Monty Mack's game has always been unique.
He doesn't dunk, and he's not happy patrolling the outer circle for 3-pointers.
The UMass guard has what his former AAU coach, Celtics scout Leo Papile, used to refer to as ``the old man's game.''
``Yeah, a little of everything,'' said Mack. ``All of the in-between stuff.''
That in-between stuff is now in high demand where UMass basketball is concerned.
Mack's 27 points - sprinkled generously between 3-point range and the lane - was the major force that held the Minutemen in their 65-57 loss to Temple on Saturday.
The glossiest part of the stat line includes a scenic series of 3-pointers that Mack put together for a 6-for-9 effort from downtown. Overall, he shot 10-for-18 from the floor.
That type of offense from Mack is crucial for the Minutemen.
Mack has averaged 20.2 points over his last four games, and every bit of it has been needed.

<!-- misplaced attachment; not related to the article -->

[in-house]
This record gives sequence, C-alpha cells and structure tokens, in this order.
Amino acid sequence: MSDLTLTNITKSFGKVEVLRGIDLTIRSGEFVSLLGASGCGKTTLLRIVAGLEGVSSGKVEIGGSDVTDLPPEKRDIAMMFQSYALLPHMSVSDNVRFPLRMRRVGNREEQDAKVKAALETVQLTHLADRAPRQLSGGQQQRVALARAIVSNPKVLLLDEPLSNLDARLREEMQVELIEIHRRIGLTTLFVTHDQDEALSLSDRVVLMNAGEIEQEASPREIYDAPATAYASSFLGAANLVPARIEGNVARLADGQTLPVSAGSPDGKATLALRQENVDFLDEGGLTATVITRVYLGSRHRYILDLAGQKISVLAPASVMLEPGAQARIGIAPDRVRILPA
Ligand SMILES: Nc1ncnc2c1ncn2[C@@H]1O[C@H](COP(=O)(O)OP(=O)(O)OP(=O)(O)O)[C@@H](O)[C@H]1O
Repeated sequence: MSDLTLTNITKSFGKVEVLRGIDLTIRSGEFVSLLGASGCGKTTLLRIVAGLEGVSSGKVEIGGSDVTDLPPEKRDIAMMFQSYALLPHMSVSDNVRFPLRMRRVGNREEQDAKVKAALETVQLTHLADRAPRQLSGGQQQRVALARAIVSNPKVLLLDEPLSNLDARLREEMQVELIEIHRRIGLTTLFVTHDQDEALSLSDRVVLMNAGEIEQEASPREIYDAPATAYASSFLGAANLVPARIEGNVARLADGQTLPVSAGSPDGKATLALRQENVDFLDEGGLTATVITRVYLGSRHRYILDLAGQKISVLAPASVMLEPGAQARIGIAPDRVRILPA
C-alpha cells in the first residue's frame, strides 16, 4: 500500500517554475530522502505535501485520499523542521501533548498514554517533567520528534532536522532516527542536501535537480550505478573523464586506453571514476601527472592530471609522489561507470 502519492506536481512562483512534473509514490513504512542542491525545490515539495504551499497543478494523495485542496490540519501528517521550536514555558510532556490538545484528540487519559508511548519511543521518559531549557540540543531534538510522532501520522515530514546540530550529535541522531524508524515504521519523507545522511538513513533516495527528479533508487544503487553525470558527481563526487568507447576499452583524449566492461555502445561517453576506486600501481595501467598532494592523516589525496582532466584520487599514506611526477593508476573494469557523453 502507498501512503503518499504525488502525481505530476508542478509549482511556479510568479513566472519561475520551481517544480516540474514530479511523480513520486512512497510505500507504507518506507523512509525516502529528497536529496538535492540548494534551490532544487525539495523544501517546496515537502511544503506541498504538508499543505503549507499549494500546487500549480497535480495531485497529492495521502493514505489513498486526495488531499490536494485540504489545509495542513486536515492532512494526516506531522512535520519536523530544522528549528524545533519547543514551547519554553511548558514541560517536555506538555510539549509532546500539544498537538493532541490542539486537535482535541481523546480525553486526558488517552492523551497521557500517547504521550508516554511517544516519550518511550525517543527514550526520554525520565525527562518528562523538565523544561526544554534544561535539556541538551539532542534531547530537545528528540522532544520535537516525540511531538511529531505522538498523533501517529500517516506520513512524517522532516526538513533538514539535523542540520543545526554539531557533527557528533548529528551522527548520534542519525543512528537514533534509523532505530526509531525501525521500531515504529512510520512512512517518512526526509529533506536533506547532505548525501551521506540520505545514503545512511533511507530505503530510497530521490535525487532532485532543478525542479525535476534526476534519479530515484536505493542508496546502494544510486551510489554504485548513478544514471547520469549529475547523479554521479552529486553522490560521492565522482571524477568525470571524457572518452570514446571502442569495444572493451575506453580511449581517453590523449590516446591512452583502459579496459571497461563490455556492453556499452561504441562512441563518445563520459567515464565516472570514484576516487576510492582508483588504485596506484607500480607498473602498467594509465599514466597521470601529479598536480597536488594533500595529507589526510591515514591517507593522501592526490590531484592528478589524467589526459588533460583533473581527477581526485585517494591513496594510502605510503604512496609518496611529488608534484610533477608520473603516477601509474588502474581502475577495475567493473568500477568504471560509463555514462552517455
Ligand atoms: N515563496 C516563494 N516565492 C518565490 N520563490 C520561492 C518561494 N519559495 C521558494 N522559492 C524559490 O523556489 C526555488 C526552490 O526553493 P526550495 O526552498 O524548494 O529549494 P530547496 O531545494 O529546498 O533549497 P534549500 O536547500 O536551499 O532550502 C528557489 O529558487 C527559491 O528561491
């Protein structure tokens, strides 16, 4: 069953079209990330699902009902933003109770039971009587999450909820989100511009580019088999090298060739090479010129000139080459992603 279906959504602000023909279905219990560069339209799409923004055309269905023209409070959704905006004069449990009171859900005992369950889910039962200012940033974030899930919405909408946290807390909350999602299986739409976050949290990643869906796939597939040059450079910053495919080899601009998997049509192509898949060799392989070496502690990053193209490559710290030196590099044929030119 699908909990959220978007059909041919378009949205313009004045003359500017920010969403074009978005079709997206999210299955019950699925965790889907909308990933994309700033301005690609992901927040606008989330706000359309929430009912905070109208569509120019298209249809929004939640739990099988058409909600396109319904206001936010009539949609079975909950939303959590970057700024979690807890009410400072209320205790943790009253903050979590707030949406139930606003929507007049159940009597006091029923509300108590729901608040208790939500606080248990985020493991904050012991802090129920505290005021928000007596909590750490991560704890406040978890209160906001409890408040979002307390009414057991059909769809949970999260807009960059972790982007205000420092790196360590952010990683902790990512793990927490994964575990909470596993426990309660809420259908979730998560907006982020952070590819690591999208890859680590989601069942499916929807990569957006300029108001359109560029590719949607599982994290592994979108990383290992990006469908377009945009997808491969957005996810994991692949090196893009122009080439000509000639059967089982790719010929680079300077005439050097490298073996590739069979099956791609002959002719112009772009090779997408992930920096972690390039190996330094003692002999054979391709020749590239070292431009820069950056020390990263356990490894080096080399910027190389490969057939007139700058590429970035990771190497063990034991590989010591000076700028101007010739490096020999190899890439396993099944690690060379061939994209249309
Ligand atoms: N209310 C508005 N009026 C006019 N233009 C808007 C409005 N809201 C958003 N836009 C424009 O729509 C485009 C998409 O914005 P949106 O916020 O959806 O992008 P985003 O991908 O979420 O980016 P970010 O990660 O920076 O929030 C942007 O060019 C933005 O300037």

Lari Ketner, the struggling 6-foot-10 center who has been wrestling with the role of go-to guy all season, has not been up to the task.
Charlton Clarke, for all of his heart, is not enough of a scorer.
And everyone else on this team, for all of their improvements over the last two weeks, falls squarely into the category of role player.
That leaves UMass with Mack, who had to endure the added pressure of a double team by Temple defenders in the second half.
But none of it would be flowing this smoothly without the so-called ``old man's game.''
Except that Mack apparently strayed, for a while, from what makes it work.
``My high school coach called me, and told me that I have to start driving into the lane again,'' Mack said of Bill Loughnane, the South Boston High basketball coach.
``He was right. I had to start stepping in from the outside a little more. But he knows the game, and he especially knows my game, because I played for him for four years. He told me to stop settling for outside shots all of the time.
``When I'm doing both - shooting and driving - it will keep the defense off balance,'' he said. ``They don't really have any idea of what I'm going to do next in that situation. My mindset is that if we need a big shot, then I'll take it.
``When I was in high school, and the coach would ask who wanted to take the shot, I'd always raise my hand.''
That's a privilege Mack doesn't have to ask for these days.